Take the path upwards and alongside the massive walls, lingering to admire the wonderful polygonal stone work, some of it like a gigantic jigsaw, and some which are curved round a corner. The walls are almost intact and run for 4.5 kilometres; you get a good overall view from the town.

You will soon come to the theatre built in the late 5th century BC in a natural hollow on the hill. Marble seats were added in the 4th century. Most of what we see today dates from the Roman period. In the 3rd century AD the stone seats were removed and the theatre used for naval enactments and shows with wild animals (the parapet in front of the seats was put in for protection from the animals). There is a wonderful view from here over the harbour. If the gate is open you can go in to have a look round the theatre, if not there is another route up from the town. The theatre is used today for performances during the summer.

Continue up quite a lot further, the path becomes steeper, and you come to a tiny chapel, a good place to stop for a rest under the pine trees, and to enjoy the view. Up above you can see the wall of the akropolis on the summit; its not much further!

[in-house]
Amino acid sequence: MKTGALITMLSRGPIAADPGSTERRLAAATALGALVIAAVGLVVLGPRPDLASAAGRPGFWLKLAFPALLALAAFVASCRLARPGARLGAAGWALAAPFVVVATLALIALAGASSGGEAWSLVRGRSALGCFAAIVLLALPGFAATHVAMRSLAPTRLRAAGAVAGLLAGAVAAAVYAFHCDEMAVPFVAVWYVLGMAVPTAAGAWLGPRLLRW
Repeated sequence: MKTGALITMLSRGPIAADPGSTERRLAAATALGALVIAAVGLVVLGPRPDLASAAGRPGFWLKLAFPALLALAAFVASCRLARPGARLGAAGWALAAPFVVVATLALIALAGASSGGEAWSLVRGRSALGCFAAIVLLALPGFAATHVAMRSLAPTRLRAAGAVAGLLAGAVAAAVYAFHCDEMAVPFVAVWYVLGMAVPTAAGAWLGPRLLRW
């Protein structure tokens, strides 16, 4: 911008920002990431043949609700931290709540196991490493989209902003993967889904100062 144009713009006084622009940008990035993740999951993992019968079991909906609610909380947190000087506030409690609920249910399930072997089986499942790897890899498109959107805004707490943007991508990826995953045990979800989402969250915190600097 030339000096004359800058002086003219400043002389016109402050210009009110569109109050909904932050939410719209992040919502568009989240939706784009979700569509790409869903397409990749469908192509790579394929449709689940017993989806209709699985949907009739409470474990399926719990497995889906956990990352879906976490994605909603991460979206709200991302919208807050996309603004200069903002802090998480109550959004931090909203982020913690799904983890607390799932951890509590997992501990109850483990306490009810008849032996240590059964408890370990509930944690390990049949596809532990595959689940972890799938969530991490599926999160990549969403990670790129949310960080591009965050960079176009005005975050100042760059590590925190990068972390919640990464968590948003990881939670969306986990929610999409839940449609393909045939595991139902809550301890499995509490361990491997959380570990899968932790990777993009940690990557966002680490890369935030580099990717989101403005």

At the akropolis are Byzantine towers built from old temple stones. Go down steps through an arch and a huge lime stone doorway (note the recycled trygliph.) The path now goes down before climbing up again. Do look back to see the way the medieval builders used marble blocks from the Classical sanctuary buildings for the wall of the fortress. Here and at the sanctuary and Pan's shrine there are excellent information boards in English.

At the top of the path you come to a large platform of courses of very large stone, the base of the Sanctuary of Athena Poliouchos who was the 7th century BC city's protecting deity; the foundations visible today are from a 5th century temple.

Then go to left down some steps and through a rusty gate and a little further up, in an artificial cave, is the shrine to Pan; if the light is right you can clearly see the bas relief of the god piping to his goats.

From here climb up to left, to an inconspicuous path, to a fence and 6th century BC marble steps hewn out of the rocks. The hand rail looks insecure but is firm! It is quite a long climb down with the wall on your right.

At the bottom you will find more wall with very large 'jig saw' stones, look out for the apotropaion, two huge eyes which were placed here to protect the city from the evil eye. Also don't miss the inscription on one of the huge stones: PARMENONME 'Parmenon made me'. Round the corner from that is Parmenon's gateway complete with its huge stone lintel.

Once through the gate you cross a meadow and pass houses, go down some steps and into the town. When you get to the town turn left for Silinos' gate; here there is a colossal bas relief of Silinos. Go down the steps to see it on the left hand side of the gate. You will note that he is missing an essential part of his anatomy: over many years infertile women took pieces of the marble, ground them and drank them in the hopes of becoming pregnant! The gate leads to several small houses from the 4th or 3rd century BC.